I’ve recently discovered the enjoyment of the journey. Normally, getting from one place to the next, like from the bus stop back home, is about functionality, the necessity of moving from one space to another. I’m often listening to music or checking my phone, composing work emails in my head or thinking about what to cook for dinner. Not paying much attention to what is going on outside of me.
Lately, though, W is just full of curiosity. Her favourite game is to point at the sky, a bird flying overhead, a car, a tree, all with a sweet questioning sound, prompting me to pay attention so that I can talk to her about the world around us. She is also full of beans, and more often than not on the way back from a walk to the shops or the park, she’ll start wriggling and decide she wants to get down and walk. Suddenly a five minute trip home becomes a twenty minute amble as we stop to play with some bright red berries growing on a bush on the nature strip, lean against a sun-warmed rock, pick up some smooth strangely-shaped sticks from the gutter, or back track to examine a particularly interesting collection of stones.
At first I would get impatient and pick W up to hurry us along. But then I realised that we are usually in no rush, so what is the harm in taking our time to explore? Her sense of wonder reminds me strongly of how I feel when traveling, of having no place to be other than exactly where I am, where everything around me is new, where my normally brisk pace slows right down so I can take it all in. For a toddler, most everything is something new.
It’s nice, I’ve discovered, to move through the world a little slower. To take notice of what surrounds the places where we live and work and play, to pay attention to what changes and what stays the same from day to day. A child’s pace can be frustrating at times, but I don’t want to teach W to hurry through life without taking notice. So I take a deep breath, hold her warm little hand, and together we discover the adventures to be had on the way back home.
Similarly, our Saturday morning market trips have become more leisurely. As we strolled through the market this weekend past I picked up a bag of baby brussels sprouts. They were so damn cute I just had to have ’em, although I had no plan in mind. For a while I was thinking of shredding them raw with some carrot and kale, and sprinkling the lot with a lemony dressing and some crushed peanuts (which still sounds pretty tasty!). But in the end with these cooler days I wanted a warm salad, something hearty with lots of flavour. And so this Potato & Brussels Sprouts Salad was born.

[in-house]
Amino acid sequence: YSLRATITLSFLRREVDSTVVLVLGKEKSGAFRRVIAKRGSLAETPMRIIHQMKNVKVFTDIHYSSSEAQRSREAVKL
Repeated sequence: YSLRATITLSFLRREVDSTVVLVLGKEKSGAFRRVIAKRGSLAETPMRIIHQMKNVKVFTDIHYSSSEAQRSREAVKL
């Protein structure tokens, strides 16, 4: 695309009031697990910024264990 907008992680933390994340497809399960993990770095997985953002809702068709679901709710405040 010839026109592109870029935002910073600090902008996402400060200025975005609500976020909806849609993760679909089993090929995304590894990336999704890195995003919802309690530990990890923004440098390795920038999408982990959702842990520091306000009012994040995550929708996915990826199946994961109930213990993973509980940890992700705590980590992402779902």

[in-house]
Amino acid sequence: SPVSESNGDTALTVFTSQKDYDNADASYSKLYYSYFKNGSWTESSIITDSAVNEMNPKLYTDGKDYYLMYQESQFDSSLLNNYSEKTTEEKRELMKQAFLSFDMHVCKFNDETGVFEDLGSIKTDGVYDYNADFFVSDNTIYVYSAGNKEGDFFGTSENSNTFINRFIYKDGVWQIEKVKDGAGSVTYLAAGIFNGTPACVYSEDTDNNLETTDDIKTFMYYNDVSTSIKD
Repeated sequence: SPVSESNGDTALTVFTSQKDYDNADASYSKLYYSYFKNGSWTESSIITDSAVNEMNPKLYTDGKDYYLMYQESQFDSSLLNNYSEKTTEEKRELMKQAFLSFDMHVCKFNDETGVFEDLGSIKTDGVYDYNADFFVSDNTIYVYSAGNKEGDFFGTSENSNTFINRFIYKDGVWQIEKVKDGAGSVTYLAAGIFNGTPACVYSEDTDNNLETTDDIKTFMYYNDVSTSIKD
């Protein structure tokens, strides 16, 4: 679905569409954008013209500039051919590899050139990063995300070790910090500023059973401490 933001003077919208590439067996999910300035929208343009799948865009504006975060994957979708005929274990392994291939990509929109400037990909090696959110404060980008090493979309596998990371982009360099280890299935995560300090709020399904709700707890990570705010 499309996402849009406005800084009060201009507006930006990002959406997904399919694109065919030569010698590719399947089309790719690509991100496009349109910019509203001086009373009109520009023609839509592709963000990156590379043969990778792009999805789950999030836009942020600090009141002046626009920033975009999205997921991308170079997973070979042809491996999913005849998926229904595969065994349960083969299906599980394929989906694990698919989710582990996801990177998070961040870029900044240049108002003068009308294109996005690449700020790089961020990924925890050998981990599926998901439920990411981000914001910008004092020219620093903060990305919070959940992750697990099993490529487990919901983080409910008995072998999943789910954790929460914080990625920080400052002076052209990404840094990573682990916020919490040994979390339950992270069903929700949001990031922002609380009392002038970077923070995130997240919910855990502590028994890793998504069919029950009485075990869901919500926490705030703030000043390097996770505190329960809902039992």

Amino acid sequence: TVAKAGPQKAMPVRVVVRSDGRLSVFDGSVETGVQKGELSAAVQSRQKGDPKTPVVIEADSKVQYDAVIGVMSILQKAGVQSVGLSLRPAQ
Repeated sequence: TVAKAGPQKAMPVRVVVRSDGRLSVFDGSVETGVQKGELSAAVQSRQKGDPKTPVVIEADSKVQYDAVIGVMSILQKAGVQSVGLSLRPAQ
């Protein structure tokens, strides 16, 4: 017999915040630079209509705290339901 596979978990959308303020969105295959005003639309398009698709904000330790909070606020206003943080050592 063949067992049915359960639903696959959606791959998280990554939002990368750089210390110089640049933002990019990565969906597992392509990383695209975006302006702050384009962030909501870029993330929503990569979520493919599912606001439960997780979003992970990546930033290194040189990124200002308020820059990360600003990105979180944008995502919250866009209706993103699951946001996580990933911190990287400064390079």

This salad is – if I may say so myself – delicious. It is lighter than the average mayo-drowned potato salad, has greens and crunch from the celery and parsley, and a nice mustardy kick. We ate it warm for lunch on Sunday afternoon topped with a boiled egg to round out the meal with some protein, and the leftovers were equally delicious cold the next day. This is a perfect side salad, and would also make an excellent barbeque contribution. Basically, it is an all-rounder. Make it.
Potato & Brussels Sprouts Salad
400gm brussels sprouts
400gm fingerling potatoes
2 celery sticks
2 spring onions
Generous handful of flat-leaf parsley
1½ tbsps wholegrain mustard
½ tbsp apple cider vinegar
1½ tbsps extra-virgin olive oil
1 tsp brown rice syrup
Salt, to taste
Heat oven to 200°c. Trim the stems off the brussels sprouts and cut in half from stem to top. Oil a baking try and place the brussels sprouts in a single layer, cut side down. Roast for about 20 mins, until the sprouts are tender but not mushy, and the undersides are starting to brown. Set aside.
Cut the potatoes into 2cm chunks and steam until just cooked through, about 20 minutes. Rinse under cool water and set aside.
Thinly slice the celery sticks and the spring onions, and roughly chop the parsley. In a big bowl combine the sliced veges and parsley with the cooked brussels sprouts and potato.
Prepare the dressing by whisking together the mustard, vinegar, olive oil, syrup, and salt to taste. Pour the dressing over the salad and mix to thoroughly combine. Enjoy warm immediately or pop it in the fridge and have it cold later on.
Notes: you can use any potatoes for this, but creamy fingerling potatoes have the best flavour. I used pink fir potatoes, but kipflers will work just as well. If you don’t have brown rice syrup (and you’re not vegan), then honey will also do the same job. This salad is pretty sturdy and will keep well in the fridge for 3 – 4 days.